Witchcraft confessions and demonology Jean Boding was one of the most esteemed European writers on satanic witchcraft, and also among the most radical. With his De la Demimondaine des Sorcerers, Jean Boding attacks the skeptics of demonology as much as the legions of demons and execrable witches’ supposedly plotting universal destruction. He deduces a whole chapter in his book to witches confessions. Some Judges hesitated to condemn witches as their stories were so strange that they must be fables’.
These confessions tell of nocturnal assemblies where witches and demons are said to fornicate and once naked, where members of an underground cult affirm and reaffirm their allegiance to the Devil, where would-be plots are made and spells are cast, where children are sacrificed and then consumed in anthropomorphous rituals. Stories are strange but yet remarkably coherent, as Boding observes: We see that the confessions of witches in Germany, Italy, France, Spain, Ancient Greece and Rome, are all similar’.
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Confessions were the central resource for demonologies across Europe who used it in their concerted effort to condemn witches and to understand witchcraft. Without envision demonology would be very different. Among contemporary historians, there is a consensus that the withes’ Sabbath is sheer myth. Nevertheless, thousands of accused Witches’ produced these first-person narratives. Through confession, accused witches were in effect constrained to reproduce deontological theory, each reiteration serving to confirm both the reality of the Sabbath and the necessity of the witch-hunt.
Demonologies restored to confession as a weapon for convicting and condemning the members of what they perceived to be a satanic cult threatening the very fabric f society. Indeed, witches were believed to strike hard where the community was most vulnerable. But this eminently practical objective pursued by demonologies was inextricably linked to a theoretical agenda: understanding the occult world of witches and their clandestine activities.
Through confessions, the demonologies sought access to the world of witches that remained stubbornly elusive without these first-person narratives. Boding emphasized on confessions as a vehicle for information on the Sabbath. To quote Walter Stephens, Witches were expert witnesses to the reality of demons’. And while some visual traces of their clandestine activities were believed to remain such as devil marks. Therefore the Judge had to listen more than observe.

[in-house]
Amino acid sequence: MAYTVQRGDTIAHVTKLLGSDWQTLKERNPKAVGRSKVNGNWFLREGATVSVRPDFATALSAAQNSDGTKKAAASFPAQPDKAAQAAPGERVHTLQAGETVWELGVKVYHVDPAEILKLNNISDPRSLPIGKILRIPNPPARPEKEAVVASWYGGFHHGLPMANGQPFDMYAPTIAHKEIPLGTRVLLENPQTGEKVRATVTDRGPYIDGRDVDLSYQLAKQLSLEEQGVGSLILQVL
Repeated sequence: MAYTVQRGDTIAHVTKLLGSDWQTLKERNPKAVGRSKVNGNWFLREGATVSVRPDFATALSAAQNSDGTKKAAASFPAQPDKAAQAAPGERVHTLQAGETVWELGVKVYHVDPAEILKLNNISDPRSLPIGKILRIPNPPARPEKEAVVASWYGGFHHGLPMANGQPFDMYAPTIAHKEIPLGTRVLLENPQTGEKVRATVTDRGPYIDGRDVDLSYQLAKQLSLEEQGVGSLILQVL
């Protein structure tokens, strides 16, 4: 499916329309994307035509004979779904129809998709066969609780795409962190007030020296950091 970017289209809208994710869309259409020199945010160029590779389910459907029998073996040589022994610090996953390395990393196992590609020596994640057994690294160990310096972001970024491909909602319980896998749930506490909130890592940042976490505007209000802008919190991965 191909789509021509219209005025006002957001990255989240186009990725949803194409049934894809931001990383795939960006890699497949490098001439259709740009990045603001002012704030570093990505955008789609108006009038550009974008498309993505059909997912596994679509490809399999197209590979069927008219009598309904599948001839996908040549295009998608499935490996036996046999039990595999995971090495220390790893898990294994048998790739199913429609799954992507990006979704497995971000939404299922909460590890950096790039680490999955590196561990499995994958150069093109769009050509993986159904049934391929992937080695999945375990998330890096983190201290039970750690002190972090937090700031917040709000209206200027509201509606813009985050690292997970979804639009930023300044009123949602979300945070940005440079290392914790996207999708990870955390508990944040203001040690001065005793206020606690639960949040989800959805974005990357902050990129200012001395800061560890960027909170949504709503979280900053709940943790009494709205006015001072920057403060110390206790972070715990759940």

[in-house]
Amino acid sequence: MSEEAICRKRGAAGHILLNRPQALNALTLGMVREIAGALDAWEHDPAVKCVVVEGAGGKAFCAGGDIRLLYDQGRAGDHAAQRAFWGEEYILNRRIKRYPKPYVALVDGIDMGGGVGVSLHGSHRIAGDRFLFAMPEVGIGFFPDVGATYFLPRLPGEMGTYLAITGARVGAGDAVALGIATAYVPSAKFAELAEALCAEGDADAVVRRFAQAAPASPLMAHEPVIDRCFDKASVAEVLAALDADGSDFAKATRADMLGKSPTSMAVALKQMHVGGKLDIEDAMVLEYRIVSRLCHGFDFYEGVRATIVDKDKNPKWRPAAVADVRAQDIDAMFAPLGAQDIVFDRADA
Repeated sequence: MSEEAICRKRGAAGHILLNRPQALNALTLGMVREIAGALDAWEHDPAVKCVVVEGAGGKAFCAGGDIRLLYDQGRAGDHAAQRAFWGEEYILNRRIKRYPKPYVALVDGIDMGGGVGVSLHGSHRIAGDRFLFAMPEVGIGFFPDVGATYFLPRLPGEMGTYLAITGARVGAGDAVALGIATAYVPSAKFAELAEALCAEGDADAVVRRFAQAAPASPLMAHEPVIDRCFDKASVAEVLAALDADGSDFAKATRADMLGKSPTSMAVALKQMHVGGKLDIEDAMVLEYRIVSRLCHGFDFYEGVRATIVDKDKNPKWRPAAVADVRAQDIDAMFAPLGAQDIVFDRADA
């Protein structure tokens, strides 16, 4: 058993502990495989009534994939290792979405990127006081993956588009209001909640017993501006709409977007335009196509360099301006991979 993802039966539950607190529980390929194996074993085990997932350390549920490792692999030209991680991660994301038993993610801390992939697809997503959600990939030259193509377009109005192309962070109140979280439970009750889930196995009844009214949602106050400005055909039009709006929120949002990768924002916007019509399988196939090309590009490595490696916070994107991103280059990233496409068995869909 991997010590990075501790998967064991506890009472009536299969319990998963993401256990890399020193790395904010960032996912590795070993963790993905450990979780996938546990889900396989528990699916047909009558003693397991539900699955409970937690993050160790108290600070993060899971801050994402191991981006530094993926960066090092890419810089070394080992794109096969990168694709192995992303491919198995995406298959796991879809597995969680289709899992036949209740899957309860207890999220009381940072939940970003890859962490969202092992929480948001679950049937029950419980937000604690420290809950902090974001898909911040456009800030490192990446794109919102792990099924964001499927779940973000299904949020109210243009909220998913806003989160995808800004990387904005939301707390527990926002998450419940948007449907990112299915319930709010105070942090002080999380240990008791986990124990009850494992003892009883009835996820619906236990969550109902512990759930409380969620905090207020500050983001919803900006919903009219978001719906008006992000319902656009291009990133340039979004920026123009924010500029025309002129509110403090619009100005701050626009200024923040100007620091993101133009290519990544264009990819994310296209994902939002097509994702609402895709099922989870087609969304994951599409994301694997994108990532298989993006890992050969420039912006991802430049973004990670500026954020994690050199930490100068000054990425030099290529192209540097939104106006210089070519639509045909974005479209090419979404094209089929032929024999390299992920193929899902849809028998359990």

When it came to the precise methods employed, demonology remained faithful to respected practices of the time, including the use of authorities, etymologies, and the method of parallel passages. In the first place, the demonologies-hermeneutic respected a time-honored tradition by reading the strange stories told in trials against authorities – sacred texts, the writing of the church fathers, ancient By Rasa philosophy and history. Quotes from the Bible and mysterious coincidences are usually largely commented on.
Biblical commentary and etymology are thus called upon to explain and confirm narrative gathered in trials. The pattern was usually circular within demonologies. Soon demonologies became the authors of features of witchcraft in light of the work of other demonologies. In the Malls Maleficent , references to Johann Minder’s Formicas reside comfortably alongside passages from Aquinas , both texts serving as authorities. Facts from different confessions began to overlap and therefore eventually it became in effect its own self-legitimate discourse.
In addition a method of parallel passages was used to elucidate confessions. Borrowed from biblical exegesis, this method was based on the principle that ‘ nothing is conveyed in a hidden manner in one place of the Holy Scripture that is not explained elsewhere in a manifest manner’. The Judicial confessions extracted during trials constituted a veritable corpus – demonologies elucidated more obscure passages. ‘Now to confirm the proof of witches confessions, one must link them with the confessions of other itches. In this way, raw data generated by new confessions were confirmed by pre- existing confessions. Drawing on Faucet’s work, we can better appreciate how the Sabbath could be at once the primary object of demonology and its invention. If confession has come to occupy a privileged place in western culture, we might conclude that this reflects more the needs of institution than the psychological needs of the individual. To be sure, demonology presents an extreme example of institutional uses and abuses of confession.